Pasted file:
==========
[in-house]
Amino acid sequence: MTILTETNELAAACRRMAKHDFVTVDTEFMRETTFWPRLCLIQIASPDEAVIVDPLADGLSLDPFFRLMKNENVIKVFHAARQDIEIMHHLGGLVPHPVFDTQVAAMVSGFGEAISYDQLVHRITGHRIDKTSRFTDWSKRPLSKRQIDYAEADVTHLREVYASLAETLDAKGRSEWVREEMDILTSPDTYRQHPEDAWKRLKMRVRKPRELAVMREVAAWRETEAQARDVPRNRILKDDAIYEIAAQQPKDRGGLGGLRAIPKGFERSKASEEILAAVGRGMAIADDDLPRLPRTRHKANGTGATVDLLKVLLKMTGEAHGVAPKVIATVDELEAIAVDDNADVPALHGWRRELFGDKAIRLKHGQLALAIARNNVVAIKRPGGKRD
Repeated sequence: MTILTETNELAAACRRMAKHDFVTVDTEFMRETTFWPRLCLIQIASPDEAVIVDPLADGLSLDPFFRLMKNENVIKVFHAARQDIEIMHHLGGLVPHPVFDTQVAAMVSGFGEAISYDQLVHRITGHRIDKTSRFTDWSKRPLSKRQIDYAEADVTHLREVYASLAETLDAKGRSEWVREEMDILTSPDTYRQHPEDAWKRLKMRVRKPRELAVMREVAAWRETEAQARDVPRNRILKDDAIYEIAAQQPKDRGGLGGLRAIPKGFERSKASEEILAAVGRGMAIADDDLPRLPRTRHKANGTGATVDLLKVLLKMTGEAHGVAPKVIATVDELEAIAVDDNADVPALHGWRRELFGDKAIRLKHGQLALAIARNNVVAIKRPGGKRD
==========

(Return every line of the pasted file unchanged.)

[in-house]
Amino acid sequence: MTILTETNELAAACRRMAKHDFVTVDTEFMRETTFWPRLCLIQIASPDEAVIVDPLADGLSLDPFFRLMKNENVIKVFHAARQDIEIMHHLGGLVPHPVFDTQVAAMVSGFGEAISYDQLVHRITGHRIDKTSRFTDWSKRPLSKRQIDYAEADVTHLREVYASLAETLDAKGRSEWVREEMDILTSPDTYRQHPEDAWKRLKMRVRKPRELAVMREVAAWRETEAQARDVPRNRILKDDAIYEIAAQQPKDRGGLGGLRAIPKGFERSKASEEILAAVGRGMAIADDDLPRLPRTRHKANGTGATVDLLKVLLKMTGEAHGVAPKVIATVDELEAIAVDDNADVPALHGWRRELFGDKAIRLKHGQLALAIARNNVVAIKRPGGKRD
Repeated sequence: MTILTETNELAAACRRMAKHDFVTVDTEFMRETTFWPRLCLIQIASPDEAVIVDPLADGLSLDPFFRLMKNENVIKVFHAARQDIEIMHHLGGLVPHPVFDTQVAAMVSGFGEAISYDQLVHRITGHRIDKTSRFTDWSKRPLSKRQIDYAEADVTHLREVYASLAETLDAKGRSEWVREEMDILTSPDTYRQHPEDAWKRLKMRVRKPRELAVMREVAAWRETEAQARDVPRNRILKDDAIYEIAAQQPKDRGGLGGLRAIPKGFERSKASEEILAAVGRGMAIADDDLPRLPRTRHKANGTGATVDLLKVLLKMTGEAHGVAPKVIATVDELEAIAVDDNADVPALHGWRRELFGDKAIRLKHGQLALAIARNNVVAIKRPGGKRD